Creating a story for a film, writing a novel or directing a feature film entail risks. They are inevitable, of course, but how do you deal with them? What is your attitude to risk in general?
Trust your instincts, do not take things for granted and try not to pay too much attention to fashion or to your previous work. In my line of business, I think that guidelines can start to condition you. Authenticity, and the risk of always starting from scratch, are things that should always be pursued. Do not look back. What you have already done is not important in the next film or novel. And steer well clear of success and acclaim, never forget that this is a manual profession - a craft.

Authenticity, and the risk of always starting from scratch, are things that should always be pursued

The complex nature of a film shoot also involves a wide range of risks: people, equipment, transportation, locations and so on. How do you take these risks into account when you are planning the shoot?
It has a lot to do with the concept of “architecture”. Predicting requirements and attempting to deal with mishaps without changing the original commitment. This is complicated, because it calls for a very individual sort of strength, and at the same time a considerable ability for teamwork – that is often where the friction and the problems arise. At the end of the day, choosing the right people to have around you is more important than your own character. Every film needs a different team.

The people in the team for a film shoot who are responsible for managing the specific risks involved in the activities on a day-to-day basis, and for deciding whether to buy insurance cover - do they keep you informed?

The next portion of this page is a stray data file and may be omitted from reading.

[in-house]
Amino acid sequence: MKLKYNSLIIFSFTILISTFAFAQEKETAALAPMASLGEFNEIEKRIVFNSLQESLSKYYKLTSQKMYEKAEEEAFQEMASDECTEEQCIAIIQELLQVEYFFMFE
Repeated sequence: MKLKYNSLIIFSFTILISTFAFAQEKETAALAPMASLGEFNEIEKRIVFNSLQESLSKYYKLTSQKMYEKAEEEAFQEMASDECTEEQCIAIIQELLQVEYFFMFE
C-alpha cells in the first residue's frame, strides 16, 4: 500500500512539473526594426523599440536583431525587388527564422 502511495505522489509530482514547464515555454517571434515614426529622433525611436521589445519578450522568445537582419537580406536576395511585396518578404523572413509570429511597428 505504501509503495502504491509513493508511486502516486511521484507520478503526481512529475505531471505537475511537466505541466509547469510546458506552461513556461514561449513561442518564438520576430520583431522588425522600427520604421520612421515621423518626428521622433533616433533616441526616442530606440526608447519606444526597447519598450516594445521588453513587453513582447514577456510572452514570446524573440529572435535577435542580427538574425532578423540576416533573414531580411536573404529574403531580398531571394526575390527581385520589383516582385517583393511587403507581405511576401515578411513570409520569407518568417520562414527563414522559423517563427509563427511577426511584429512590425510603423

Well, as a director you have a medical examination as do the actors, and everyone who would cause the shoot to be stopped if they dropped out. I remember that when I was working with Luis Cuenca, he was already quite old and his health was in such a precarious state that the insurance companies would not sign the clause for him; but in a case like that, you have to take the final decision and for me, the pleasure of filming him -and he was in my films until the day he died- far outweighed any risk that I had to take on. Audiences like you to film special, unusual people.

Scriptwriter, novelist, author of articles, actor and film director - When will you turn your hand to production? Have you ever thought of putting one of your novels on the screen?
No, my novels are fine as they are. I wrote them to be novels, not films. But in the cinema, it is essential to become a producer, it is the only way to generate your own projects, rather than becoming somebody else’s paid hand working on other people’s projects. Eventually, you start to understand what finance is all about. The age of the great Hollywood studios is over. From the 1960s onwards, the major writers have had to be director-producers.

My novels are fine as they are. I wrote them to be novels

If we want to enjoy your next work, will we have to go to the cinema or to a bookshop?
I do not know yet. Sometimes you start at one point, but then you think of another project and it becomes uppermost in your mind. What I do know is that I shall be doing things, I like doing things; in my work, you do not have to dream - you have to do things, to tackle the job - and do not let anyone tell you otherwise. This is a trade like any other, it involves effort and tenacity, and putting in the hours. Last summer, for instance, I shot a film called “Madrid, 1987”. The television channels offered no financing and they were not enthusiastic but the actors and my technicians were; so, under very difficult conditions but with absolute dedication, we shot the film as cheap-ly as we could, and with superb commitment. What will happen to this film now, when I finish editing it? I do not know, I do not have any distribution or support, but now it is finished - mission accomplished. This is the great joy of doing something, when you are confronted with defeat due to despair or resentment because nothing moves. I hope to maintain this strength of spirit as long as I keep my physical strength.

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David Trueba – Photo by Pablo Hojas Film count-down Sunset filming David Trueba’s close - up – Photo by Pablo Hojas Movie poster Trueba’s novels Documentary poster Film David Trueba, during the shooting of his film “Madrid, 1987”, at Café Comercial in Madrid